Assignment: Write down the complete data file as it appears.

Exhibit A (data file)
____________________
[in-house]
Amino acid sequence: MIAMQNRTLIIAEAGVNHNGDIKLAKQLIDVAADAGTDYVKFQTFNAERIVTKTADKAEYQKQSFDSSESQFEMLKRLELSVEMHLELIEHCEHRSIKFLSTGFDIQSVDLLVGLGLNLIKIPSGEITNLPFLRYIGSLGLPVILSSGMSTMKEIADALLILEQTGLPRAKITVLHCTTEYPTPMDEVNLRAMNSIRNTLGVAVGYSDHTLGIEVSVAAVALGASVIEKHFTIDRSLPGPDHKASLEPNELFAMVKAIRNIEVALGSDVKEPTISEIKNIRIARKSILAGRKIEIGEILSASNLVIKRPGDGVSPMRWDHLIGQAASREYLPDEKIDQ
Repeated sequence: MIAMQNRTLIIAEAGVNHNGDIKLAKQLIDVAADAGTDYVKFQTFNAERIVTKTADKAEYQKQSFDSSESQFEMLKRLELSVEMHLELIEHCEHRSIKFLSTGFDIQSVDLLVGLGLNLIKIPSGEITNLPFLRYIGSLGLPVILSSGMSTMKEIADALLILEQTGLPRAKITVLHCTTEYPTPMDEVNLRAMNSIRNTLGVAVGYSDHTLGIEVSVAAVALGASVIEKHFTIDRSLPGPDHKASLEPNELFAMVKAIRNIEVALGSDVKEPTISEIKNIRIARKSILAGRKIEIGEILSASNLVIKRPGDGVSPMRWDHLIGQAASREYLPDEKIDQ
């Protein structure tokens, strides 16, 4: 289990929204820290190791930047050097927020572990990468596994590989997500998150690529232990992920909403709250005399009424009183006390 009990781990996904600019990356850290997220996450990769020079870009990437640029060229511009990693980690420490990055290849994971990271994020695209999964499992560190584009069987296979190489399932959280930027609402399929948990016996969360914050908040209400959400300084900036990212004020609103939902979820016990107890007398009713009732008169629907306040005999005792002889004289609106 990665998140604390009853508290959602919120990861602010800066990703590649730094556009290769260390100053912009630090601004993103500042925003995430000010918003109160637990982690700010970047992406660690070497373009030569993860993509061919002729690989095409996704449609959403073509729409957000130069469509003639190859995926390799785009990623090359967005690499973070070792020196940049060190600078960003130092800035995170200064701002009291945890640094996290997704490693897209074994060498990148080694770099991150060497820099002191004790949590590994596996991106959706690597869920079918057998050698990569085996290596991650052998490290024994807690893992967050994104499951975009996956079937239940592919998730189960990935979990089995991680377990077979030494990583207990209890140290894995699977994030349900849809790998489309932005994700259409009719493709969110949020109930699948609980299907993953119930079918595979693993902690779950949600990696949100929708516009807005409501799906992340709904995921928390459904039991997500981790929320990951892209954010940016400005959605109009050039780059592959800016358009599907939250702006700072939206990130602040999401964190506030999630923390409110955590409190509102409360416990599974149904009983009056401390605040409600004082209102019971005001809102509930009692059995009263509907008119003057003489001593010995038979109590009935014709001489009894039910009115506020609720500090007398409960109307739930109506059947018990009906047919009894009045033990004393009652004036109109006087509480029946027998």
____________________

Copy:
[in-house]
Amino acid sequence: MIAMQNRTLIIAEAGVNHNGDIKLAKQLIDVAADAGTDYVKFQTFNAERIVTKTADKAEYQKQSFDSSESQFEMLKRLELSVEMHLELIEHCEHRSIKFLSTGFDIQSVDLLVGLGLNLIKIPSGEITNLPFLRYIGSLGLPVILSSGMSTMKEIADALLILEQTGLPRAKITVLHCTTEYPTPMDEVNLRAMNSIRNTLGVAVGYSDHTLGIEVSVAAVALGASVIEKHFTIDRSLPGPDHKASLEPNELFAMVKAIRNIEVALGSDVKEPTISEIKNIRIARKSILAGRKIEIGEILSASNLVIKRPGDGVSPMRWDHLIGQAASREYLPDEKIDQ
Repeated sequence: MIAMQNRTLIIAEAGVNHNGDIKLAKQLIDVAADAGTDYVKFQTFNAERIVTKTADKAEYQKQSFDSSESQFEMLKRLELSVEMHLELIEHCEHRSIKFLSTGFDIQSVDLLVGLGLNLIKIPSGEITNLPFLRYIGSLGLPVILSSGMSTMKEIADALLILEQTGLPRAKITVLHCTTEYPTPMDEVNLRAMNSIRNTLGVAVGYSDHTLGIEVSVAAVALGASVIEKHFTIDRSLPGPDHKASLEPNELFAMVKAIRNIEVALGSDVKEPTISEIKNIRIARKSILAGRKIEIGEILSASNLVIKRPGDGVSPMRWDHLIGQAASREYLPDEKIDQ
């Protein structure tokens, strides 16, 4: 289990929204820290190791930047050097927020572990990468596994590989997500998150690529232990992920909403709250005399009424009183006390 009990781990996904600019990356850290997220996450990769020079870009990437640029060229511009990693980690420490990055290849994971990271994020695209999964499992560190584009069987296979190489399932959280930027609402399929948990016996969360914050908040209400959400300084900036990212004020609103939902979820016990107890007398009713009732008169629907306040005999005792002889004289609106 990665998140604390009853508290959602919120990861602010800066990703590649730094556009290769260390100053912009630090601004993103500042925003995430000010918003109160637990982690700010970047992406660690070497373009030569993860993509061919002729690989095409996704449609959403073509729409957000130069469509003639190859995926390799785009990623090359967005690499973070070792020196940049060190600078960003130092800035995170200064701002009291945890640094996290997704490693897209074994060498990148080694770099991150060497820099002191004790949590590994596996991106959706690597869920079918057998050698990569085996290596991650052998490290024994807690893992967050994104499951975009996956079937239940592919998730189960990935979990089995991680377990077979030494990583207990209890140290894995699977994030349900849809790998489309932005994700259409009719493709969110949020109930699948609980299907993953119930079918595979693993902690779950949600990696949100929708516009807005409501799906992340709904995921928390459904039991997500981790929320990951892209954010940016400005959605109009050039780059592959800016358009599907939250702006700072939206990130602040999401964190506030999630923390409110955590409190509102409360416990599974149904009983009056401390605040409600004082209102019971005001809102509930009692059995009263509907008119003057003489001593010995038979109590009935014709001489009894039910009115506020609720500090007398409960109307739930109506059947018990009906047919009894009045033990004393009652004036109109006087509480029946027998």